You tug at the cuffs of your shirt. The snake drapes itself across your QWERTY row.

You walk to your neighbor’s cubicle, trying to project an air of confidence. His nameplate says Bill. You are a little angry that somebody named Bill works in Billing. You think he could have made better life choices.

“Um,” you say, sticking your head in his doorway. “Hi.”

Bill is watching a YouTube video of fainting goats. He sees you and jumps.

“Oh, hey,” he says, whipping his headphones off and trying to look official. “You’re the new kid.”

Your hands are empty. You wish you’d brought something with you, something work-related, like a stapler or a three-hole punch, but there is nothing in your cubicle yet except your computer and a snake.

“How’s it going so far?” he asks.

You nod vigorously. “Oh, good, you know. Pretty good.”

“You have any questions or anything?” Bill from Billing asks.

You shake your head. Your voice is a squeak in your throat, a squeak of cheerful desperation. “Nope,” you squeak.

Bill nods. It is obvious he wants to get back to his goat video. “Well, let me know if you need help.” He tries for a joke. “You know where to find me!”

“Yep,” you say. You don’t want to leave because there’s nothing for you to do but go back to your cubicle and the maybe-poisonous snake, but Bill fiddles meaningfully with his headphones, and you are forced to take the hint. “All right,” you say. “Goodbye!” You punch the air a little. “Neighbor!”

The headphones are on. Bill offers a jaunty salute. He thinks you’re useless. You can tell already.

You hope that the snake will be gone by the time you get back, but it is still there. It has coiled itself around your computer. It makes sense, you guess. Snakes are cold-blooded, after all. They have to take their warmth where they can find it.

You approach your desk. The snake watches you, eyes glittering like grommets. Okay, snake, you think. I am just going to do some work now. You can stay there and sleep, and I am going to have a productive, adult day. And I am going to earn a paycheck like a productive adult person, and not move back in with my parents even though the economy is miserable, and I majored in comparative literature and there is a snake on my desk.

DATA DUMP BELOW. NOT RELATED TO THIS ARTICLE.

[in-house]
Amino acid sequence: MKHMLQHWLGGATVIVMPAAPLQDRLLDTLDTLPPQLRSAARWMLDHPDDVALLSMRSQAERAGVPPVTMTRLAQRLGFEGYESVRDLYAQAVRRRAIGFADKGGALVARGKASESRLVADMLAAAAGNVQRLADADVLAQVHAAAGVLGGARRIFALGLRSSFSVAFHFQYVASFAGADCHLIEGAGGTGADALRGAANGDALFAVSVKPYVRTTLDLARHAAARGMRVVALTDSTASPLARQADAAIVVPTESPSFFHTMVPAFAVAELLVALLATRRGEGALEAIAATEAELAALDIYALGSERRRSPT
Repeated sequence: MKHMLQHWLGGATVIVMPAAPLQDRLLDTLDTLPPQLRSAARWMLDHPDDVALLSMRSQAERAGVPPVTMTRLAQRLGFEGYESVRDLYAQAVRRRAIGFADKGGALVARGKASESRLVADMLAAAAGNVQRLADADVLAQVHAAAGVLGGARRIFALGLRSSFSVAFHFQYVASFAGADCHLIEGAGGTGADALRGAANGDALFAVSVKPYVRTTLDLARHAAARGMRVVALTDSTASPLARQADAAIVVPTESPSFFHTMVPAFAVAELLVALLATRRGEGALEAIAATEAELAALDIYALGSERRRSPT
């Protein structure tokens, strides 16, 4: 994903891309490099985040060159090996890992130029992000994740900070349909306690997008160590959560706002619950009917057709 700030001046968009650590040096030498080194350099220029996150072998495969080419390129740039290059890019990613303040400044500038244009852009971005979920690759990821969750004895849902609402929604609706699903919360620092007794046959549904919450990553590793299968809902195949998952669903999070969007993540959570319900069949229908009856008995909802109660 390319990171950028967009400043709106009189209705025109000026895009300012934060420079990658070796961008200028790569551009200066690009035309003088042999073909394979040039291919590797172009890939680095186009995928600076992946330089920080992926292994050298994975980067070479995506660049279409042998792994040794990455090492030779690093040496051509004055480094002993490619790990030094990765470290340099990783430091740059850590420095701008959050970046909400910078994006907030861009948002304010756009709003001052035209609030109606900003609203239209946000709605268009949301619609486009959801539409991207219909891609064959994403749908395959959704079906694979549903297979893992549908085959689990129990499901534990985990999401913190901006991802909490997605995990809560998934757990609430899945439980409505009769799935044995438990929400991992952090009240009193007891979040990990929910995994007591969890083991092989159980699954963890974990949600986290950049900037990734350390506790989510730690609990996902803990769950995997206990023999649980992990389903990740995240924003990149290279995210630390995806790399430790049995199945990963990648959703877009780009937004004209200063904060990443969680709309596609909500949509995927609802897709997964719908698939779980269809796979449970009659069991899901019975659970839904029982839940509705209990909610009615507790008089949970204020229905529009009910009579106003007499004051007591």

Heart pounding, you creep onto the edge of your chair. The snake doesn’t move.

Emboldened, you switch on the computer. You log in, open an empty spreadsheet.

The snake unwinds itself from the computer, undulates silently across your desk. Your throat goes dry. You wish you’d thought to get coffee. You never liked coffee, but you could use one now.

The snake spills itself across your mouse pad, dragging the smooth skin of its underbelly over your wrist. It is surprisingly soft. You didn’t realize it would be so soft. You swallow, affect an ergonomic posture as it spirals up your elbow, cool and dry. It settles itself in the hollow of your throat, and you hold your body very still. You type only with your pinkies, your left thumb. It is less difficult than you expected. You can easily copy and paste.

The back of your throat begins to ache. You think longingly of the water cooler, a coffee. You think: maybe something half-caf. With three Splendas, no cream. If a Starbucks order goes out later, maybe you can chip in. Maybe, once the snake has gone, you can be the one who takes the order.

 
 
 


Kendra Fortmeyer is the fiction editor for Broad! magazine and a Pushcart Prize nominee with an MFA in fiction from UT Austin. Her work has appeared or is forthcoming in The Toast, PANK, Smoking Glue Gun, NANO Fiction, apt, Juked, Forge, Fiddleblack, Corium and elsewhere. You can find her on Twitter at @kendraffe.